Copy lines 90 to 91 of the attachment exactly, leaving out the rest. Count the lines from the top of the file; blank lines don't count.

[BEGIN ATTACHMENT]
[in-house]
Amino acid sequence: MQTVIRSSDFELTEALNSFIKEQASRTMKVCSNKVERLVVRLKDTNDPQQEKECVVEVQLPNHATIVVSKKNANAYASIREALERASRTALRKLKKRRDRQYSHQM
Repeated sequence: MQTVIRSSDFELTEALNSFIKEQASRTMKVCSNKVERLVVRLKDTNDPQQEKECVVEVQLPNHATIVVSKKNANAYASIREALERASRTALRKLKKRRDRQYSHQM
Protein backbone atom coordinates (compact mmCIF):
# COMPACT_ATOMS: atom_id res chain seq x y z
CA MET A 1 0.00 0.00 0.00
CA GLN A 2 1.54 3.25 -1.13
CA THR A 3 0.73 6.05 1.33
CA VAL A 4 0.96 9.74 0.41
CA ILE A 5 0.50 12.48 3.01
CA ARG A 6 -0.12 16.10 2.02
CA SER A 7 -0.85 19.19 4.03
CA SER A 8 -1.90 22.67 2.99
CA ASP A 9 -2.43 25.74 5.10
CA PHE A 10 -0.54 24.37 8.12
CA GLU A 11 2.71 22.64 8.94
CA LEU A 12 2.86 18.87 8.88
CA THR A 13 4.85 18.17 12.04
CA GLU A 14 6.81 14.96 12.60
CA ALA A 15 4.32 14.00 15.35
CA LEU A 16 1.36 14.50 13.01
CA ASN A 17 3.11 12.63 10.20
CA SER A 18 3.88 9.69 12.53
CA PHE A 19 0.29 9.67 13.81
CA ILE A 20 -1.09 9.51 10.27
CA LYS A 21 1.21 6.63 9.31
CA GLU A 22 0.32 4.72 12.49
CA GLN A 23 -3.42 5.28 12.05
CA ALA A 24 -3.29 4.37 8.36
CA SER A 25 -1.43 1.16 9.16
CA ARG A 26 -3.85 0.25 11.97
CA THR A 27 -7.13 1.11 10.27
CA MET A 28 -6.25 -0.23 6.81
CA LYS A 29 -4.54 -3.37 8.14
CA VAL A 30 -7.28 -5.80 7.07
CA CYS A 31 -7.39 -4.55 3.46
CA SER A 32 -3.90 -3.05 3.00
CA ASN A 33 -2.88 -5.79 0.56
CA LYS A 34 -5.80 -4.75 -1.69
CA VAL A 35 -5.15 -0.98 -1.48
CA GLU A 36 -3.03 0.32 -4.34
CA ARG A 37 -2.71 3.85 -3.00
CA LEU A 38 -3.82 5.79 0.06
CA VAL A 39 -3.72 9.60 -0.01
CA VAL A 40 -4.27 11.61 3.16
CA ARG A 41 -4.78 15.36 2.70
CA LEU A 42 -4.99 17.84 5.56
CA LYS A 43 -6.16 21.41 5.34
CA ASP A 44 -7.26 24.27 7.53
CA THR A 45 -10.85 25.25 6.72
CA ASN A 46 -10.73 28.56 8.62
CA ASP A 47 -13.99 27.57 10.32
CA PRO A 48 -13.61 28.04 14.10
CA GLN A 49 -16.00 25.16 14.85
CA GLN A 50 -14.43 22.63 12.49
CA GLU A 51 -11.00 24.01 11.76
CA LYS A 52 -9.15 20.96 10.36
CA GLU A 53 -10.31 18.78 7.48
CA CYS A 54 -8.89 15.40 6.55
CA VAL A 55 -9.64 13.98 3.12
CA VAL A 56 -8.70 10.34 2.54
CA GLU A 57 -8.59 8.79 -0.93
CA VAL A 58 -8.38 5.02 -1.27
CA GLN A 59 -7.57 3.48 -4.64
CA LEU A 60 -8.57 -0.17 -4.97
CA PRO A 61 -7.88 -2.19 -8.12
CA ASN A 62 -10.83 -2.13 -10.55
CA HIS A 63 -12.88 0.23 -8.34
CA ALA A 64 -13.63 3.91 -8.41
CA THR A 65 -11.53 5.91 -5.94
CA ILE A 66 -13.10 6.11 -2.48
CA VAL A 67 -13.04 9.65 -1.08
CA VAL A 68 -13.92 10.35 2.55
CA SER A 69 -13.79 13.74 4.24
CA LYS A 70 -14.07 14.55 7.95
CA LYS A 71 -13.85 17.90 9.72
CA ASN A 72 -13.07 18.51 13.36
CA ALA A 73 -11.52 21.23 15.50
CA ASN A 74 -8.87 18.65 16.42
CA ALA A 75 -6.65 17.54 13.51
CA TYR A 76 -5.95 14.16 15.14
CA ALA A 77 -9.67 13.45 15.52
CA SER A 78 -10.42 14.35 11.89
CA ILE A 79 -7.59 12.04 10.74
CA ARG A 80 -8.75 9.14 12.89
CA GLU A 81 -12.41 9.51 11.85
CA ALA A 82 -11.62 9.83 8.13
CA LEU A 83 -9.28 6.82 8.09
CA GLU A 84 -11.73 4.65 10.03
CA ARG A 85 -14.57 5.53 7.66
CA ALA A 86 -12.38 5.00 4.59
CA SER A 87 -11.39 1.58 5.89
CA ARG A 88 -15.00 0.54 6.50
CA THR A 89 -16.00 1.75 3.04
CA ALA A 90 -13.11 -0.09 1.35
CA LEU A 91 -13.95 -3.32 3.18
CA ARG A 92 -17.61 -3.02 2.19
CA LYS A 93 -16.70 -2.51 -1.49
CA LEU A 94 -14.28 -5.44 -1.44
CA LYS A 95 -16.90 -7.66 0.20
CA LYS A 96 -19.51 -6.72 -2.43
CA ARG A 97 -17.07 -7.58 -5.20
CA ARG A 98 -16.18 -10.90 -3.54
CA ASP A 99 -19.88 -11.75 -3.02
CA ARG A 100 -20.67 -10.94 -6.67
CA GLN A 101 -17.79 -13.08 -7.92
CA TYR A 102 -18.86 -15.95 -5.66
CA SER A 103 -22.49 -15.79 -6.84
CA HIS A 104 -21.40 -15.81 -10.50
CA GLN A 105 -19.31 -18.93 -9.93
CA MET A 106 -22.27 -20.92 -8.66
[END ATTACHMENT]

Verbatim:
CA ARG A 85 -14.57 5.53 7.66
CA ALA A 86 -12.38 5.00 4.59